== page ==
My Day at SFMOMA

With still two months remaining to see the Garry Winogrand exhibit at San Francisco Museum of Modern Art, there is no time better then to schedule a date with one’s self and experience a visual treat.  

Arriving an hour early at SFMOMA, believing they open at 10, I headed for Chinatown, my favorite haunt for taking pictures of people but returning just in time for the special lecture given by Erin O’Toole, Assistant Curator at SFMOMA.

Erin O’Toole lecturing about Garry Winogrand

The forty-five minute lecture was very informative, it also left a number of questions, questions to which I wanted answers. Particularly were any of the unprocessed films developed, especially were the posthumous prints made conventionally made using the original negative exposed to gelatin silver paper or were the negatives scanned and printed digitally. 

For a weekday the museum was crowded, especially packed at the Winogrand exhibit. The museum had dedicated nine rooms and a couple of display cases featuring letters and contact sheets. The quantity of prints, from original to posthumous was almost overwhelming but it was clearly reflected an excellent cross-section of his life’s work.

SFMOMA Garry Winogrand exhibition

In the end, I stopped off at the gift shop and purchased the SFMOMA Garry Winogrand catalogue book, well worth the price and allowing me to relive the exhibit for time to come.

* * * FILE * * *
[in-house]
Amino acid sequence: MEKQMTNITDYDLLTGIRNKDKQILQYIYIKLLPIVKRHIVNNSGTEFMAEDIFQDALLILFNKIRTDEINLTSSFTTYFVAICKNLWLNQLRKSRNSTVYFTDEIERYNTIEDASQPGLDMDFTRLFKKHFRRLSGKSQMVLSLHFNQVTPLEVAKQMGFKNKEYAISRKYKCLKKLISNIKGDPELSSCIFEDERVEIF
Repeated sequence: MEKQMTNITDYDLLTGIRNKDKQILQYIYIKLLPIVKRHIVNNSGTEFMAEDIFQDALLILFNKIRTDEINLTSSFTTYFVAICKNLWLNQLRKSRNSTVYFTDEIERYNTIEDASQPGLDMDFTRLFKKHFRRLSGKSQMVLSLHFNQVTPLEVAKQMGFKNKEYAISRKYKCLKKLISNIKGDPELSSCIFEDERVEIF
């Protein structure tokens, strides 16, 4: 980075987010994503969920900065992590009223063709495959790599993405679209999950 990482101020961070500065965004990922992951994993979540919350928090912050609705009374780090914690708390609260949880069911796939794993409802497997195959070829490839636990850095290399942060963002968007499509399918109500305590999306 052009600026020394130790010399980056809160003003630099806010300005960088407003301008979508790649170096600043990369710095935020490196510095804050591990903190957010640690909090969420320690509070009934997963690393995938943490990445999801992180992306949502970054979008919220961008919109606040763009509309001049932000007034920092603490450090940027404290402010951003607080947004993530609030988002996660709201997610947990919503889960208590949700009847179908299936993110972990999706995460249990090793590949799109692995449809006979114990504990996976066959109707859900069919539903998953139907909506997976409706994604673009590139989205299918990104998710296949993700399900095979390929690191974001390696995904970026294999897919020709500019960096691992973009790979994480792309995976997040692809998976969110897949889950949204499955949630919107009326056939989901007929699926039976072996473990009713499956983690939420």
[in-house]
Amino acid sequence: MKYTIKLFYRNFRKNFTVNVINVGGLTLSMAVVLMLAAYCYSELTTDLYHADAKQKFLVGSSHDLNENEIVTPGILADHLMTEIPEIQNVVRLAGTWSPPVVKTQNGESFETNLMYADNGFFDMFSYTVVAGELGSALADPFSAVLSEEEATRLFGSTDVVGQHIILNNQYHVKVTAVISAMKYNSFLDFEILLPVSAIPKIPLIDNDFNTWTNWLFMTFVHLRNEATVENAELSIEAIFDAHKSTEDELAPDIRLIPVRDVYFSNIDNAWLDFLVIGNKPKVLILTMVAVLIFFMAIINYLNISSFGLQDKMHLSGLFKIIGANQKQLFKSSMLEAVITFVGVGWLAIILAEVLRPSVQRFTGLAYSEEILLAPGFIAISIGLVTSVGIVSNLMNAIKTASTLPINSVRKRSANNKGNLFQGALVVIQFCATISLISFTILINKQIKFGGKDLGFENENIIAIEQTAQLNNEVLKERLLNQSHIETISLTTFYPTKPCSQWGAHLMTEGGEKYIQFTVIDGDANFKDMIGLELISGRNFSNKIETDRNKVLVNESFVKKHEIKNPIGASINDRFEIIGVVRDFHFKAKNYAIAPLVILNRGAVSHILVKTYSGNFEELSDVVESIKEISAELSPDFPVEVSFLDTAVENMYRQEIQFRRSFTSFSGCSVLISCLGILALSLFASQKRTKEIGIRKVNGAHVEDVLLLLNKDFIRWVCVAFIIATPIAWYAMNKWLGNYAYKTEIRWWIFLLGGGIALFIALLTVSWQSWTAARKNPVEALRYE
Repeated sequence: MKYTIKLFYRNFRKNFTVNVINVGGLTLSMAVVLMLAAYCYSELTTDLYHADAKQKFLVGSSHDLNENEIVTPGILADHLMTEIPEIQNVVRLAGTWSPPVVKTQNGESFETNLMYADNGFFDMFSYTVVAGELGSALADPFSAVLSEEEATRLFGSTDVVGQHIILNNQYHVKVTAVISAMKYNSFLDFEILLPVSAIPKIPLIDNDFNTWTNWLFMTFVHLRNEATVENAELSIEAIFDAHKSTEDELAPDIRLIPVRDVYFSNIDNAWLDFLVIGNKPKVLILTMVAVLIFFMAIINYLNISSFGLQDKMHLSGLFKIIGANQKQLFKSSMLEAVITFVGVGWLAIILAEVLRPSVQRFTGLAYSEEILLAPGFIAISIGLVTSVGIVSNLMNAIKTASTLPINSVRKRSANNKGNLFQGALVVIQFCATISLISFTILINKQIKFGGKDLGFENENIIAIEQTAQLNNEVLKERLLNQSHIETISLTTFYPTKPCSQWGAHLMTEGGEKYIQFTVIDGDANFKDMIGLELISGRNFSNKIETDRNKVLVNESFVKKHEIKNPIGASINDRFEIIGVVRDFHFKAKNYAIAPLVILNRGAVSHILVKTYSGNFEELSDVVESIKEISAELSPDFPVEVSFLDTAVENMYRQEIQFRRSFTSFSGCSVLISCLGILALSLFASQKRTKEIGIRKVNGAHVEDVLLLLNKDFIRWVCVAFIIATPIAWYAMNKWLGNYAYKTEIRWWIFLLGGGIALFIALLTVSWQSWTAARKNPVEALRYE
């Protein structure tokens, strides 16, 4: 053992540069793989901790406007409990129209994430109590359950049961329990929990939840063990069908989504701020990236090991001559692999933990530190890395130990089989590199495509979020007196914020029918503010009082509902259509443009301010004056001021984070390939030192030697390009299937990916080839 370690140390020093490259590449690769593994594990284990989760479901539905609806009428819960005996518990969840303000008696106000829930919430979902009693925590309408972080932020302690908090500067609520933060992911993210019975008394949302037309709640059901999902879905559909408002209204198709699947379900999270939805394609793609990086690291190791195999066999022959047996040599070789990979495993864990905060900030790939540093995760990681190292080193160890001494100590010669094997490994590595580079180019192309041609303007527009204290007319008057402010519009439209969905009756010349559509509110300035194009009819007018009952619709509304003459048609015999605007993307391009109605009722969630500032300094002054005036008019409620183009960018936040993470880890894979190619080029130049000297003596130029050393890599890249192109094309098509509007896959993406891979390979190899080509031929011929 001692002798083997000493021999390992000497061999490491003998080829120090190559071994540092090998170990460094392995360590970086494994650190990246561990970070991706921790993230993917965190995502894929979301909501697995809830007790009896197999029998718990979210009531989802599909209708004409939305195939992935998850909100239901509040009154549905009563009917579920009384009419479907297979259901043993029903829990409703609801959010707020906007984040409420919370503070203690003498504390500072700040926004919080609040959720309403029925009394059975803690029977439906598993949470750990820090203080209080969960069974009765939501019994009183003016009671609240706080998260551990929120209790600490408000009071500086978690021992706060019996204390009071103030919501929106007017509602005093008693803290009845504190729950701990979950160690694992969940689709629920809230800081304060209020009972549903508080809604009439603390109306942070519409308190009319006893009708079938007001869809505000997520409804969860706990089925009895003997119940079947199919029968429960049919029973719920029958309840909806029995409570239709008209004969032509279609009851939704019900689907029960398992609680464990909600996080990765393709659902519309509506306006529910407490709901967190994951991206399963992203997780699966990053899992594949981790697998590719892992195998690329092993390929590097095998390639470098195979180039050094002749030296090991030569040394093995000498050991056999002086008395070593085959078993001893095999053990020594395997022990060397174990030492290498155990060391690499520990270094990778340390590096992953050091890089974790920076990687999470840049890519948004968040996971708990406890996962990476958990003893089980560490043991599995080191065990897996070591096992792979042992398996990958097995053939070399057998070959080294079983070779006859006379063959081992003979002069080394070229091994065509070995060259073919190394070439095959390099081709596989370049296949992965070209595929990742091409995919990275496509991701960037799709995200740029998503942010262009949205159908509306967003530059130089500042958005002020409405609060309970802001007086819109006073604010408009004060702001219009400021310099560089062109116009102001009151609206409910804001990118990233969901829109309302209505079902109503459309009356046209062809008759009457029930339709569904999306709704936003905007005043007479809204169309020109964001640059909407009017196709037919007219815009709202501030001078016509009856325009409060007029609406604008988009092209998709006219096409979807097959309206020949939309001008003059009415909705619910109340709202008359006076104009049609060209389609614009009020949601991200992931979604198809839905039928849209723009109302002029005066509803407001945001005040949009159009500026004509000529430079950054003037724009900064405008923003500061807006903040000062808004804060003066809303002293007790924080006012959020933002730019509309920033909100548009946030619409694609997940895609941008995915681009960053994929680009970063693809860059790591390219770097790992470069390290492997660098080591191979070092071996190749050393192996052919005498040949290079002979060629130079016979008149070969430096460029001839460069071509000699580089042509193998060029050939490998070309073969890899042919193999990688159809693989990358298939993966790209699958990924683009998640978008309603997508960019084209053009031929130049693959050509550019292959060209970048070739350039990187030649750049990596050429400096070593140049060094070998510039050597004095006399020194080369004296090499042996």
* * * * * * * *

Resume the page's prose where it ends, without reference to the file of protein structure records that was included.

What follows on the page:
While at SFMOMA, I was pleasantly surprised to discover that there was also another major photographic exhibit, Picturing Modernity. Much of the work presented was street photography and featured works by Lee Friedlander; Joel Meyerowits, Diane Arbus; and my favorite, Weegee AKA: Arthur H. Fellig.

There were also a number of names that I had not heard of before, like Bruce Davidson; Anne Fishbein; Chris Killip; Morris Engel; Ara G├╝ler from Turkey and Arnold Genthe from Germany.

If you are visiting San Francisco or live here, please take note that SFMOMA will be closed as of June 3 for three years. The reason for the closing it’s doors is that they are expanding in order to make room for the 1,100 works by 185 artists. Over the years, the Doris and Donald Fisher compilation is a museum-quality collection of works by 20th- and 21st-century American and European masters from movements including Pop Art, Figurative Art, Minimalism, Abstraction, Conceptualism, Photorealism, and Color-field painting. Some of these works were first shown in 2010 at SFMOMA.


San Francisco Museum of Modern Art website

SFMOMA information on Garry Winogrand

SFMOMA information on Picturing Modernity

All photographs taken with an iPhone 4S by
©2013 Egmont van Dyck - All Rights Reserved

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